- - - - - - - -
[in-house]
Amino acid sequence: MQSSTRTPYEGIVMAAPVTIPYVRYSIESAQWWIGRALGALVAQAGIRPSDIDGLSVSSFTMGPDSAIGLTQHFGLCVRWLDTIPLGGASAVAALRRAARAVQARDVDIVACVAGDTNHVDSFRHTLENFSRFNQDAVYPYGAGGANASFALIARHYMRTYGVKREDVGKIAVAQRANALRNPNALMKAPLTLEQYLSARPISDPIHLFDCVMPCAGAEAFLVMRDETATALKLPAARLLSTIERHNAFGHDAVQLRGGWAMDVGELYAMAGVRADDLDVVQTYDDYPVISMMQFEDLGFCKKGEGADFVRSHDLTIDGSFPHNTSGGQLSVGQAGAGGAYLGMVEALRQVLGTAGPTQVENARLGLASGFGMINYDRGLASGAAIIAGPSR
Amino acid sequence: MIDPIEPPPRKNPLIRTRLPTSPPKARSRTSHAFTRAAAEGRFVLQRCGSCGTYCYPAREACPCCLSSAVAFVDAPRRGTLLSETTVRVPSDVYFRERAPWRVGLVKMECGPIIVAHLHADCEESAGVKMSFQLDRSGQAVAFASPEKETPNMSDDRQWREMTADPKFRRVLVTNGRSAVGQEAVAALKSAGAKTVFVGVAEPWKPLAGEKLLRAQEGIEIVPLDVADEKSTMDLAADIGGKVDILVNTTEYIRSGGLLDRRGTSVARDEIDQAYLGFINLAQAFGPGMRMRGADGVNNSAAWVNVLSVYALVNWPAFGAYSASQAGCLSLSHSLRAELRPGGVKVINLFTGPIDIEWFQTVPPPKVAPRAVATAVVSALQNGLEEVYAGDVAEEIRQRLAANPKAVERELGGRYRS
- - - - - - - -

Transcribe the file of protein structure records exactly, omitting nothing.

[in-house]
Amino acid sequence: MQSSTRTPYEGIVMAAPVTIPYVRYSIESAQWWIGRALGALVAQAGIRPSDIDGLSVSSFTMGPDSAIGLTQHFGLCVRWLDTIPLGGASAVAALRRAARAVQARDVDIVACVAGDTNHVDSFRHTLENFSRFNQDAVYPYGAGGANASFALIARHYMRTYGVKREDVGKIAVAQRANALRNPNALMKAPLTLEQYLSARPISDPIHLFDCVMPCAGAEAFLVMRDETATALKLPAARLLSTIERHNAFGHDAVQLRGGWAMDVGELYAMAGVRADDLDVVQTYDDYPVISMMQFEDLGFCKKGEGADFVRSHDLTIDGSFPHNTSGGQLSVGQAGAGGAYLGMVEALRQVLGTAGPTQVENARLGLASGFGMINYDRGLASGAAIIAGPSR
Amino acid sequence: MIDPIEPPPRKNPLIRTRLPTSPPKARSRTSHAFTRAAAEGRFVLQRCGSCGTYCYPAREACPCCLSSAVAFVDAPRRGTLLSETTVRVPSDVYFRERAPWRVGLVKMECGPIIVAHLHADCEESAGVKMSFQLDRSGQAVAFASPEKETPNMSDDRQWREMTADPKFRRVLVTNGRSAVGQEAVAALKSAGAKTVFVGVAEPWKPLAGEKLLRAQEGIEIVPLDVADEKSTMDLAADIGGKVDILVNTTEYIRSGGLLDRRGTSVARDEIDQAYLGFINLAQAFGPGMRMRGADGVNNSAAWVNVLSVYALVNWPAFGAYSASQAGCLSLSHSLRAELRPGGVKVINLFTGPIDIEWFQTVPPPKVAPRAVATAVVSALQNGLEEVYAGDVAEEIRQRLAANPKAVERELGGRYRS